Small Spaces, Big City | Making Your Small Home Work for You

As we city folk know, it's not always easy to make a small space renovation both functional and (insert Carrie Bradshaw voice), "fabulous." Small square footage can sometimes feel like it's forcing your hand to go the "minimalist" route with your design and decor, to avoid over-cluttering and overwhelming your home. 

This is where a few tricks of the trade from a design professional can really go a long way. Just because a space is small, it doesn't mean you can't apply your own style to it. Is your natural aesthetic bohemian chic? Do you own more potted plants than the flower shop next door? Or more wall art than a small gallery? Don’t fret, that can also work in a 650 square foot condo. In the end, it's really just about proper planning, and maximizing every inch of your new space.

Lets start with the kitchen, for example. In a smaller condo you realize very quickly how important an exceptionally functional kitchen becomes. First, we highly suggest installing your upper cabinets tight to the ceiling, not only increasing your storage but adding visual height to the space. Leaving that foot (or sometimes more) between the cabinets and ceiling creates dead, and often dusty space. Also consider maximizing your lower cabinet storage with drawers instead of your standard cabinet with interior shelves. Drawers are becoming the new standard for good kitchen planning, allowing you to easily access and see all your items at once.

A final creative kitchen tip? Use your under counter drawers as a pantry, and for dry produce storage. Too often we see largely under utilized spaces dedicated to pantry storage - so this alternative can be a great option for a small footprint, and keep the space feeling open and organized.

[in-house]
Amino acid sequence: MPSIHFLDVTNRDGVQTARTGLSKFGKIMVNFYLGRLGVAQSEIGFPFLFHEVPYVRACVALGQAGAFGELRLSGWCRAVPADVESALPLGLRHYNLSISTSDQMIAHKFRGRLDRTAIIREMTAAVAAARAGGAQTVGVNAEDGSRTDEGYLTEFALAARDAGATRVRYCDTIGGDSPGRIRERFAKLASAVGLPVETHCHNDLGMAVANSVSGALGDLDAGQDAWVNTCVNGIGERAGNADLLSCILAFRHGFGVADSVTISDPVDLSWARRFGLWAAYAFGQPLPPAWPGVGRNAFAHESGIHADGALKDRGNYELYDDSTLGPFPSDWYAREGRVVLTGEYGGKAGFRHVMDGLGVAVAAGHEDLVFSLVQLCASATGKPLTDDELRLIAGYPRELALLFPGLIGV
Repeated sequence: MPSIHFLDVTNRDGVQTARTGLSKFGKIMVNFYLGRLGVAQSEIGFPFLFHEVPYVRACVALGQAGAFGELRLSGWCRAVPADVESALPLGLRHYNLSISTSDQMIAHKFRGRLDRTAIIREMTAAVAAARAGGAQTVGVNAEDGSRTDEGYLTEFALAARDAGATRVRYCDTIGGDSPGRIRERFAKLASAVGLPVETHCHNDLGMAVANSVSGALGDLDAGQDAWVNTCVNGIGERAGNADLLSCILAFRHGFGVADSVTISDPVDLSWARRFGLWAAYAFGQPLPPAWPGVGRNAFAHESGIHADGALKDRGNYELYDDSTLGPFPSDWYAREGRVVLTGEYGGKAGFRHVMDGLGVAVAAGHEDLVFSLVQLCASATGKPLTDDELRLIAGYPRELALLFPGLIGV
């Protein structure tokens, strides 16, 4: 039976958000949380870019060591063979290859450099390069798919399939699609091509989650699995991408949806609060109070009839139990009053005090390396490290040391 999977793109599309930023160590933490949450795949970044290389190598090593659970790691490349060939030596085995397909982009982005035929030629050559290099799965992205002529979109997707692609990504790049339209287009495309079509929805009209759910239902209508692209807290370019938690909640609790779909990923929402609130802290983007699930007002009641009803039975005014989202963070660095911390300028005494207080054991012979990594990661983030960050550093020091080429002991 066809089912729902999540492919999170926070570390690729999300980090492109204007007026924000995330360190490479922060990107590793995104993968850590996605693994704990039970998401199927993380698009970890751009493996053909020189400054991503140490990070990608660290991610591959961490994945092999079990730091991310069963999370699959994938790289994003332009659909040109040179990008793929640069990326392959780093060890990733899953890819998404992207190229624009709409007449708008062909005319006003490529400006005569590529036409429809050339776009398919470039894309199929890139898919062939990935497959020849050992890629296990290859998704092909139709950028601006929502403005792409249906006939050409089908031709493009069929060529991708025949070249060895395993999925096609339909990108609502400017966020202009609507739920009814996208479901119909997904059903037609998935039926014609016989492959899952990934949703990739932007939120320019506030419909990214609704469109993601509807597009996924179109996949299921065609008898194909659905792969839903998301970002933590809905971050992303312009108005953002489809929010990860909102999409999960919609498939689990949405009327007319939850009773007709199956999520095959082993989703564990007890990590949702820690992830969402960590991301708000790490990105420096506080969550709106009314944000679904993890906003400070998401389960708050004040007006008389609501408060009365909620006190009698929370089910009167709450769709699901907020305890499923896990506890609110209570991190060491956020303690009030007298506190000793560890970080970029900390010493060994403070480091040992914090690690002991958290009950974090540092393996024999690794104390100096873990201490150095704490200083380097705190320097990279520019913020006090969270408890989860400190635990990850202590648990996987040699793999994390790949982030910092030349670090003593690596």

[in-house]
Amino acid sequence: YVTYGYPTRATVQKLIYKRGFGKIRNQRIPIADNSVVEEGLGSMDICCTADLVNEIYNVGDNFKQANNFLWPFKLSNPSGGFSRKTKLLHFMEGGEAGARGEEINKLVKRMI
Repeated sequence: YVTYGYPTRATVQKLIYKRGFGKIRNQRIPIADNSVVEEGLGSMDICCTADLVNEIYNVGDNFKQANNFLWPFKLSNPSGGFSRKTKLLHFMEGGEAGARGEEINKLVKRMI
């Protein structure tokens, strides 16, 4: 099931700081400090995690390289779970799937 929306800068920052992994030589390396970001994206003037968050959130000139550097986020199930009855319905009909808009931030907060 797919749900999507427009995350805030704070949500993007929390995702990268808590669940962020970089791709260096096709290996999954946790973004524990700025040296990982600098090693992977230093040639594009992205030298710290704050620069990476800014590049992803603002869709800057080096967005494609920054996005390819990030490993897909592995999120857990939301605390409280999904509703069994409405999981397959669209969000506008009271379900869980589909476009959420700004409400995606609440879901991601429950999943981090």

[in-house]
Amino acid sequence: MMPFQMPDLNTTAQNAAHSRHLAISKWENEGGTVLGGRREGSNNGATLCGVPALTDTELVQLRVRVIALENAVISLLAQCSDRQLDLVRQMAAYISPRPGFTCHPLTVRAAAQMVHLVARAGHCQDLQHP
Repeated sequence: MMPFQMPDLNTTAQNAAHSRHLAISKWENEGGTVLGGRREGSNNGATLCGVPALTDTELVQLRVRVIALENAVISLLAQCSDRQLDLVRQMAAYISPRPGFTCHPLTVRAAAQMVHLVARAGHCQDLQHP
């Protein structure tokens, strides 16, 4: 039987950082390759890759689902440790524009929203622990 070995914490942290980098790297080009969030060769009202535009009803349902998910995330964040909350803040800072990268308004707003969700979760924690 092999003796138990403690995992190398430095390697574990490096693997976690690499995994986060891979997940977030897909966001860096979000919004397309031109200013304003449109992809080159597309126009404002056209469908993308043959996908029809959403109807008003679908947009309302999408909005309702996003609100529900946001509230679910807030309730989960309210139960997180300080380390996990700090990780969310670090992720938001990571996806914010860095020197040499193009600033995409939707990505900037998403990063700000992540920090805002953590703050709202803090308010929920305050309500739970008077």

Another extremely important item when you’re thinking of buying and renovating a small condo? Take inventory of your needs before you start talking design. Have you purged all your unnecessary items? Have you thought about how accessible the items you need must be? Do you want some displayed? Some hidden away in an attic or basement? Once your mental rolodex of necessities is complete, you can convey all of this to your designer or architect and proceed from there. This will again optimize your space, and also be decidedly helpful in keeping your small home clean and tidy. Which is also vital in making the space seem bigger than it really is. 

At Grayscale, we have also found that incorporating custom pieces into your redesign can be exponentially helpful. For example, in the image below there was actually a soffit running from the basement all the way to the third floor - making it extremely difficult for this client to find a place for the table and chairs she wanted in the kitchen. We quickly resolved this issue by contracting a custom table that fit perfectly around the soffit. This allowed her to have the layout she desired, without using up any unnecessary space. Which again, in a small apartment, is key. We understand custom pieces can certainly be an investment, but in the end we have found their convenience + functionality far outweighs their price.

A few other things to keep in mind? Never forget that natural light is your friend, and that the higher the ceilings, often the better. Above all - remember to do you! Your home is your temple. It is your place to relax, be yourself, and feel calm + comfortable. Don’t feel obligated to design it a certain way due to space limitations. Using these tips, we’re certain your can find the perfect balance between functional and *fabulous.* Whatever that may mean for you!